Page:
- QTH – Use to request a location or as an alert prior to giving a location.
NOAA weather radios are also an important item to consider. The broadcasts by the agency share weather and related emergency information designed for specific listening areas. There are approximately 425 NOAA transmitters currently active in America, the US Virgin Islands, Puerto Rico, Saipan, and Guam. Canada has its own version of the weather alert system, one which can be reached via the Internet.
Each NOAA transmitter covers roughly 40 miles from the device site. About 80 percent of the United States is included in the NOAA transmitter area. Typically, the weather alert agency’s broadcasts are on air 24-hours a day and updated when special warnings or hazards become apparent. During times of severe weather, amateur HAM radio operators contact the NOAA weather system on specific radio frequencies to offer local updates.
NOAA operates on seven different frequencies outside of the typical AM/FM radio bands:
- 162.4000 MHz
- 162.4250 MHz
- 162.4500 MHz
- 162.4750 MHz
- 162.5000 MHz
- 162.5250 MHz
- 162.550 MHz
- Citizens Band Frequencies
CB Channel Frequencies
- Channel 1 26.965 MHz
- Channel 2 26.975 MHz
- Channel 3 26.985 MHz Prepper CB Network (AM)
- Channel 4 27.005 MHz The American Pepper’s Network
- Channel 5 27.015 MHz
- Channel 6 27.025 MHz
- Channel 7 27.035 MHz
- Channel 8 27.055 MHz
- Channel 9 27.065 MHz REACT Channel – Emergency CB radio use
- Channel 10 27.075 MHz
- Channel 11 27.085 MHz
- Channel 12 27.105 MHz
- Channel 13 27.115 MHz Popular with campers, RV drivers, and boaters
- Channel 14 27.125 MHz Federal Motor Coach Association
- Channel 15 27.135 MHz Popular with California truck drivers
- Channel 16 27.155 MHz Popular with ATV clubs
- Channel 17 27.165 MHz Also popular with California tractor-trailer drivers
- Channel 18 27.175 MHz
- Channel 19 27.185 MHz Primary truck driver chat channel
- Channel 20 27.205 MHz
- Channel 21 27.215 MHz
- Channel 22 27.225 MHz
- Channel 23 27.255 MHz
- Channel 24 27.235 MHz
- Channel 25 27.245 MHz
- Channel 26 27.265 MHz
- Channel 27 27.275 MHz
- Channel 28 27.285 MHz
- Channel 29 27.295 MHz
- Channel 30 27.305 MHz
- Channel 31 27.315 MHz
- Channel 32 27.325 MHz
- Channel 33 27.335 MHz
- Channel 34 27.345 MHz
- Channel 35 27.355 MHz Australian channel
- Channel 36 27.365 MHz
- Channel 37 27.375 MHz Prepper 37 channel
- Channel 38 27.385 MHz
- Channel 39 27.395 MHz
- Channel 40 27.405 MHz
Prepper Freeband and CB Radio Frequencies
- CB 3 (AM) 26.9850MHz Prepper Channel
- CB 36(USB) 27.3650MHz Survivalist Channel
- CB 37 (USB) 27.3750MHz Prepper CB Network – AM
- Freeband(USB) 27.3680MHz Survivalist Network
- Freeband(USB) 27.3780MHz Prepper Channel
- Freeband(USB) 27.4250MHz Survivalist Network
- HAM Emergency Frequencies
FREQ MODE LOCATION
- 03808.0 LSB Caribbean Wx
- 03845.0 LSB Gulf Coast West Hurricane
- 03862.5 LSB Mississippi Section Traffic
- 03865.0 LSB West Virginia Emergency
- 03872.5 LSB Mercury Amateur Radio Association – hurricane emergency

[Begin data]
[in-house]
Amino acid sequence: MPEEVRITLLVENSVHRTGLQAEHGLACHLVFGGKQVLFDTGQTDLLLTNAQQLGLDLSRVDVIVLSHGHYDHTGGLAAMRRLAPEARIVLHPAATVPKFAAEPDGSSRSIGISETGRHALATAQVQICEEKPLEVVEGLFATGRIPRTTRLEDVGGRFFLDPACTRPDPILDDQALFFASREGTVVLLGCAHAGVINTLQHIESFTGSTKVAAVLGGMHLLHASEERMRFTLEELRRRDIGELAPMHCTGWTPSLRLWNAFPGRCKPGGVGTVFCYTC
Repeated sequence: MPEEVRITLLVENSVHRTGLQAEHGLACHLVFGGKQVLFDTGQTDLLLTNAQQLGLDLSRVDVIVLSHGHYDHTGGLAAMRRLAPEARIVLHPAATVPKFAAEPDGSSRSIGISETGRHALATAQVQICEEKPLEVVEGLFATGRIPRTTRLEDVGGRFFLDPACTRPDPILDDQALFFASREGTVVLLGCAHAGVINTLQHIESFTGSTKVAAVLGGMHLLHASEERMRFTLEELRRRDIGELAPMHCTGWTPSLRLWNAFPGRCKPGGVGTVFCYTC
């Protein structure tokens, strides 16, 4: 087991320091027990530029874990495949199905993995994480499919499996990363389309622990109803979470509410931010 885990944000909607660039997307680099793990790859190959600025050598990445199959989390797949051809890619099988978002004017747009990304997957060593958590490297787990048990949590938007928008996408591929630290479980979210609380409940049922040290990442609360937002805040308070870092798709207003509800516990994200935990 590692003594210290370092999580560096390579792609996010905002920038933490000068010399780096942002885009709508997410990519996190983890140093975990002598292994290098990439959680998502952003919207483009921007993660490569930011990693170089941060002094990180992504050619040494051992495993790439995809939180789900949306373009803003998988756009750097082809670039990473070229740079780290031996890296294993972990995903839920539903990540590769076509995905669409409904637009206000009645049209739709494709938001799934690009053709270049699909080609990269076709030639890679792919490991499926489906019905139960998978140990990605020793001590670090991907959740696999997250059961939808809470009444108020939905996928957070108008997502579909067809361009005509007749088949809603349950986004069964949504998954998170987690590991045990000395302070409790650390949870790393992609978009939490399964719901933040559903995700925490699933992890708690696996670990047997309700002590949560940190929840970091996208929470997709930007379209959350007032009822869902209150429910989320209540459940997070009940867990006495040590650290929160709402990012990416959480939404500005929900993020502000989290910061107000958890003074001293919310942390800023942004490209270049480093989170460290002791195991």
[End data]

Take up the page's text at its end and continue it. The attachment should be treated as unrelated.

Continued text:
- 03873.0 LSB West Gulf ARES Emergency (night)
- 03873.0 LSB Central Gulf Coast Hurricane, Louisiana ARES Emergency, Mississippi ARES Emergency
- 03910.0 LSB Central Texas Emergency, Mississippi ARES, Louisiana Traffic
- 03915.0 LSB South Carolina SSB NTS
- 03923.0 LSB Mississippi ARES, North Carolina ARES Emergency
- 03925.0 LSB Central Gulf Coast Hurricane, Louisiana Emergency
- 03927.0 LSB North Carolina ARES
- 03935.0 LSB Central Gulf Coast Hurricane, Louisiana ARES, Texas ARES, Mississippi ARES and Alabama Emergency
- 03940.0 LSB Southern Florida Emergency
- 03944.0 LSB West Gulf Emergency
- 03950.0 LSB Hurricane Watch (Amateur-to-National Hurricane Center), Northern Florida Emergency
- 03955.0 LSB South Texas Emergency
- 03960.0 LSB North East Coast Hurricane
- 03965.0 LSB Alabama Emergency
- 03967.0 LSB Gulf Coast – outgoing only
- 03975.0 LSB Georgia ARES, Texas RACES
- 03993.5 LSB Gulf Coast Health and Welfare
- 03993.5 LSB South Carolina ARES and RACES Emergency
- 03995.0 LSB Gulf Coast Wx
- 07145.0 LSB Bermuda
- 07165.0 LSB Antigua/Antilles Emergency and Weather, Inter-island 40-meter (continuous watch)
- 07225.0 LSB Central Gulf Coast Hurricane
- 07232.0 LSB North Carolina ARES Emergency
- 07235.0 LSB Louisiana Emergency, Central Gulf Coast Hurricane, Louisiana Emergency
- 07240.0 LSB American Red Cross US Gulf Coast Disaster, Texas Emergency
- 07242.0 LSB Southern Florida ARES Emergency
- 07243.0 LSB Alabama Emergency, South Carolina Emergency
- 07245.0 LSB Southern Louisiana
- 07247.5 LSB Northern Florida ARES Emergency
- 07248.0 LSB Texas RACES
- 07250.0 LSB Texas Emergency
- 07254.0 LSB Northern Florida Emergency
- 07260.0 LSB Gulf Coast West Hurricane
- 07264.0 LSB Gulf Coast Health and Welfare
- 07265.0 LSB Salvation Army Team Emergency Radio
- 07268.0 LSB Bermuda
- 07273.0 LSB Texas ARES
- 07275.0 LSB Georgia ARES
- 07280.0 LSB NTS Region 5, Louisiana Emergency
- 07283.0 LSB Gulf Coast – outgoing only
- 07285.0 LSB West Gulf ARES Emergency and Louisiana ARES Emergency
- 07285.0 LSB Mississippi ARES Emergency, Texas ARES Emergency
- 07290.0 LSB Central Gulf Coast Hurricane, Gulf Coast Wx, Louisiana ARES, Texas ARES and Mississippi ARES
- 14185.0 USB Caribbean Emergency
- 14222.0 USB Health and Welfare
- 14245.0 USB Health and Welfare
- 14265.0 USB Salvation Army Team Emergency Radio
- 14268.0 USB Amateur Radio Readiness Group
- 14275.0 USB Bermuda and International HAM Radio
- 14300.0 USB Intercontinental Traffic
- 14303.0 USB International Assistance
- 14313.0 USB Intercontinental Traffic and Maritime
- 14316.0 USB Health and Welfare
- 14320.0 USB Health and Welfare
- 14325.0 USB Hurricane Watch – both amateur and official reports
- 14340.0 USB Louisiana
- 21310.0 USB Health & Welfare in Spanish